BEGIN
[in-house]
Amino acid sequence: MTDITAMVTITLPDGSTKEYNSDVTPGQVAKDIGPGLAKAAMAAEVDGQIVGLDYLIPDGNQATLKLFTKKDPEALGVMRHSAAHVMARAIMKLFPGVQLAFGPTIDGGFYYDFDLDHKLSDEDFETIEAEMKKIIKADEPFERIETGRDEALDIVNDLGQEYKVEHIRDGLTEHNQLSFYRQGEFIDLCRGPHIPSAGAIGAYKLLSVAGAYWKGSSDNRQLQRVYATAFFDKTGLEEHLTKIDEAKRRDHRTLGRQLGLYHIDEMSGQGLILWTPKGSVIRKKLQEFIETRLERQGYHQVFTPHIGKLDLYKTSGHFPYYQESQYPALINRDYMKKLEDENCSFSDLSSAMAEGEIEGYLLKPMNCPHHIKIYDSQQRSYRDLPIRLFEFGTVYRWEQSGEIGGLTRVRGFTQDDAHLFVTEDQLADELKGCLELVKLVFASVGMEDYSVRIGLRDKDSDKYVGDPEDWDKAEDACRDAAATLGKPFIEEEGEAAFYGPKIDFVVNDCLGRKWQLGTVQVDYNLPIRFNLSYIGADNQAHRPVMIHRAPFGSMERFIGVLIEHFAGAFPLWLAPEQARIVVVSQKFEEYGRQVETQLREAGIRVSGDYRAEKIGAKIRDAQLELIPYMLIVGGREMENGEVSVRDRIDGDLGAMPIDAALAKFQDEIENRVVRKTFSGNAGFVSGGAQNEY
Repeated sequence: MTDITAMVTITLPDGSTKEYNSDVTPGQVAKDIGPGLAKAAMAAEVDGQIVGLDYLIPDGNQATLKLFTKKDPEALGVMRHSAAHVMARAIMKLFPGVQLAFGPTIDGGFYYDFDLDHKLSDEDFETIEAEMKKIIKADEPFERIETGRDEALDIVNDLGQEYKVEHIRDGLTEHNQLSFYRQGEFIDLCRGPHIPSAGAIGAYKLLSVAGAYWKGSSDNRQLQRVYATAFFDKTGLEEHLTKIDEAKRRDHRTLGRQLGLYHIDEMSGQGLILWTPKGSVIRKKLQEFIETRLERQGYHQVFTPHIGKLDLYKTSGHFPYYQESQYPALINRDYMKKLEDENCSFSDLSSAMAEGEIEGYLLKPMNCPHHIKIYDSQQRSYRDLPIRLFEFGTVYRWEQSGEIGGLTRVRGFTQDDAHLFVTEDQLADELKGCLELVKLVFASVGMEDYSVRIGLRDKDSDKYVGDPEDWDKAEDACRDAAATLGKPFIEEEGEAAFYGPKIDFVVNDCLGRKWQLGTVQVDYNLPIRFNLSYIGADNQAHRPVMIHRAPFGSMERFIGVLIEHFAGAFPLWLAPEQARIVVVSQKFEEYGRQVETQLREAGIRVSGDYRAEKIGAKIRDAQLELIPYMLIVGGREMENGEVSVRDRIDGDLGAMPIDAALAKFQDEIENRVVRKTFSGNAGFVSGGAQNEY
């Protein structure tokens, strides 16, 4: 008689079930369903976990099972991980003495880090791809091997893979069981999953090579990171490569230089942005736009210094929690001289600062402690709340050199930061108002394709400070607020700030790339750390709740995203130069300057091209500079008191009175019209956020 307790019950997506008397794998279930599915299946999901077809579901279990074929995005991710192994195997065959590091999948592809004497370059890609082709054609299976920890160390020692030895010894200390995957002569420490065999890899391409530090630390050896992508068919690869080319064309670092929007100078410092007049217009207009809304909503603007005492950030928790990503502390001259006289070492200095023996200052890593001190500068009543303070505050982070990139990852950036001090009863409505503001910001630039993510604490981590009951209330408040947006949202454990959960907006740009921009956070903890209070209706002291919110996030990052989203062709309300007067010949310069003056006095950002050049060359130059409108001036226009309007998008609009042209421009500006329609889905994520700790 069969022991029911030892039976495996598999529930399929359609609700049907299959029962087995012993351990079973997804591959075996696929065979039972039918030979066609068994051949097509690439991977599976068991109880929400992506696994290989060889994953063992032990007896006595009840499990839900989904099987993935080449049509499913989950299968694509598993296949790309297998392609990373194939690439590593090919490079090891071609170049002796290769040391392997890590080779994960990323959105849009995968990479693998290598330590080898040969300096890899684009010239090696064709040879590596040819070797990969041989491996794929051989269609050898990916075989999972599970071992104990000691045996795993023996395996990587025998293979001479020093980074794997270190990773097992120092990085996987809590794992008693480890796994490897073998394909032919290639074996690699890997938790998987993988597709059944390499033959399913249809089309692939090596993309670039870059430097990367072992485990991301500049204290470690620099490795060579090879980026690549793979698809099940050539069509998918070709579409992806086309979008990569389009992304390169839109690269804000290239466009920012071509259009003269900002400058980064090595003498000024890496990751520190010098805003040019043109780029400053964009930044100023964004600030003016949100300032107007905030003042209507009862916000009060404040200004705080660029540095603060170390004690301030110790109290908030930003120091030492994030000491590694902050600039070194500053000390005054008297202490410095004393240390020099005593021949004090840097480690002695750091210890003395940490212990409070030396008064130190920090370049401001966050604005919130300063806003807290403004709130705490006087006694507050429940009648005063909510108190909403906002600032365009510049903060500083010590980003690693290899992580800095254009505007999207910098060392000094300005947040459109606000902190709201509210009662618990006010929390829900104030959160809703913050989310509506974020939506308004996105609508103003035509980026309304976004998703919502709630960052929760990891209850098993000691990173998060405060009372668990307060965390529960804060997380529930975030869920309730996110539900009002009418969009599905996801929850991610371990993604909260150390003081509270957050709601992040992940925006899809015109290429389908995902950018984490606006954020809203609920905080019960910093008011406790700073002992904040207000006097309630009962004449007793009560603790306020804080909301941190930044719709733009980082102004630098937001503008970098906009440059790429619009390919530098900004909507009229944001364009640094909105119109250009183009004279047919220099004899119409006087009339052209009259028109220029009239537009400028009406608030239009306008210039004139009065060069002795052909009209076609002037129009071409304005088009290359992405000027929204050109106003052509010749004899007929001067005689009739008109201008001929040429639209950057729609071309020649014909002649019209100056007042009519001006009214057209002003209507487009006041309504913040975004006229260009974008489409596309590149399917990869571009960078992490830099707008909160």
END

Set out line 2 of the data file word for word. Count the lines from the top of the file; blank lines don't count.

Amino acid sequence: MTDITAMVTITLPDGSTKEYNSDVTPGQVAKDIGPGLAKAAMAAEVDGQIVGLDYLIPDGNQATLKLFTKKDPEALGVMRHSAAHVMARAIMKLFPGVQLAFGPTIDGGFYYDFDLDHKLSDEDFETIEAEMKKIIKADEPFERIETGRDEALDIVNDLGQEYKVEHIRDGLTEHNQLSFYRQGEFIDLCRGPHIPSAGAIGAYKLLSVAGAYWKGSSDNRQLQRVYATAFFDKTGLEEHLTKIDEAKRRDHRTLGRQLGLYHIDEMSGQGLILWTPKGSVIRKKLQEFIETRLERQGYHQVFTPHIGKLDLYKTSGHFPYYQESQYPALINRDYMKKLEDENCSFSDLSSAMAEGEIEGYLLKPMNCPHHIKIYDSQQRSYRDLPIRLFEFGTVYRWEQSGEIGGLTRVRGFTQDDAHLFVTEDQLADELKGCLELVKLVFASVGMEDYSVRIGLRDKDSDKYVGDPEDWDKAEDACRDAAATLGKPFIEEEGEAAFYGPKIDFVVNDCLGRKWQLGTVQVDYNLPIRFNLSYIGADNQAHRPVMIHRAPFGSMERFIGVLIEHFAGAFPLWLAPEQARIVVVSQKFEEYGRQVETQLREAGIRVSGDYRAEKIGAKIRDAQLELIPYMLIVGGREMENGEVSVRDRIDGDLGAMPIDAALAKFQDEIENRVVRKTFSGNAGFVSGGAQNEY